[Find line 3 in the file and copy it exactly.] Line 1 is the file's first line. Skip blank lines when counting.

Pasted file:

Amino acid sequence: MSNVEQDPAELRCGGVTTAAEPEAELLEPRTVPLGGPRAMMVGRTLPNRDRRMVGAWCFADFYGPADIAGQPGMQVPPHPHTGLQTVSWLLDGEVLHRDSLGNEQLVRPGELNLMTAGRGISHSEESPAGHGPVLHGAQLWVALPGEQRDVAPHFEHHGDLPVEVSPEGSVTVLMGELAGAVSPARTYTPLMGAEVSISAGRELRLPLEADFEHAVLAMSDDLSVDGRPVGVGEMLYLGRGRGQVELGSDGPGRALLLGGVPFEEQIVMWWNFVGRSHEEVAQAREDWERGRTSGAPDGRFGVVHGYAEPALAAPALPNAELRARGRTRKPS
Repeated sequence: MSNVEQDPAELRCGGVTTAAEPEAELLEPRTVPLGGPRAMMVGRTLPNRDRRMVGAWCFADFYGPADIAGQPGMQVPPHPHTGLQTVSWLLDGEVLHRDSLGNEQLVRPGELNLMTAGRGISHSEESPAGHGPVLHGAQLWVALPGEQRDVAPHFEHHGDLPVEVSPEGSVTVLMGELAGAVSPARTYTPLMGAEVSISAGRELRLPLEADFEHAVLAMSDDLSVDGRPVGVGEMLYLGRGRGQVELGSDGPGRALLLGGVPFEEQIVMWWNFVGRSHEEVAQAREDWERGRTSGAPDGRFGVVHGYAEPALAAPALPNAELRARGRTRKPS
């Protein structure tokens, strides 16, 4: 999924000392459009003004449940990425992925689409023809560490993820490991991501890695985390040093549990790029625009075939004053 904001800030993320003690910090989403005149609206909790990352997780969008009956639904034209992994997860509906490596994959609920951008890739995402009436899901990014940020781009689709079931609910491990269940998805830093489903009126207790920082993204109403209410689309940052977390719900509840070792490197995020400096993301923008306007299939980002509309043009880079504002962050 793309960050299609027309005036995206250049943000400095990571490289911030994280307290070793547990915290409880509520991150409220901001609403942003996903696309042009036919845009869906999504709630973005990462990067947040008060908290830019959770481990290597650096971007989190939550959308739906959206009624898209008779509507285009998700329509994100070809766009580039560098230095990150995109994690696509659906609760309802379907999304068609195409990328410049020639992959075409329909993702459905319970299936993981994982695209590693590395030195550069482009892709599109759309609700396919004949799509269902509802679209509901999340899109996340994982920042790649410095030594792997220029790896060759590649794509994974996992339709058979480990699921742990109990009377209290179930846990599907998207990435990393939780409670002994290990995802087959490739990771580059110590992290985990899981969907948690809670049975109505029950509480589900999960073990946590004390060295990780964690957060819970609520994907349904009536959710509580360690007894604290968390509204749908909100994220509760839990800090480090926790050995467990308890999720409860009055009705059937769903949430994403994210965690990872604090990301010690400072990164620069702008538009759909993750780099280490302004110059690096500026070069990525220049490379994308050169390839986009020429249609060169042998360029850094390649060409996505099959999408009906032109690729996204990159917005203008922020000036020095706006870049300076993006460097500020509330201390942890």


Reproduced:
């Protein structure tokens, strides 16, 4: 999924000392459009003004449940990425992925689409023809560490993820490991991501890695985390040093549990790029625009075939004053 904001800030993320003690910090989403005149609206909790990352997780969008009956639904034209992994997860509906490596994959609920951008890739995402009436899901990014940020781009689709079931609910491990269940998805830093489903009126207790920082993204109403209410689309940052977390719900509840070792490197995020400096993301923008306007299939980002509309043009880079504002962050 793309960050299609027309005036995206250049943000400095990571490289911030994280307290070793547990915290409880509520991150409220901001609403942003996903696309042009036919845009869906999504709630973005990462990067947040008060908290830019959770481990290597650096971007989190939550959308739906959206009624898209008779509507285009998700329509994100070809766009580039560098230095990150995109994690696509659906609760309802379907999304068609195409990328410049020639992959075409329909993702459905319970299936993981994982695209590693590395030195550069482009892709599109759309609700396919004949799509269902509802679209509901999340899109996340994982920042790649410095030594792997220029790896060759590649794509994974996992339709058979480990699921742990109990009377209290179930846990599907998207990435990393939780409670002994290990995802087959490739990771580059110590992290985990899981969907948690809670049975109505029950509480589900999960073990946590004390060295990780964690957060819970609520994907349904009536959710509580360690007894604290968390509204749908909100994220509760839990800090480090926790050995467990308890999720409860009055009705059937769903949430994403994210965690990872604090990301010690400072990164620069702008538009759909993750780099280490302004110059690096500026070069990525220049490379994308050169390839986009020429249609060169042998360029850094390649060409996505099959999408009906032109690729996204990159917005203008922020000036020095706006870049300076993006460097500020509330201390942890």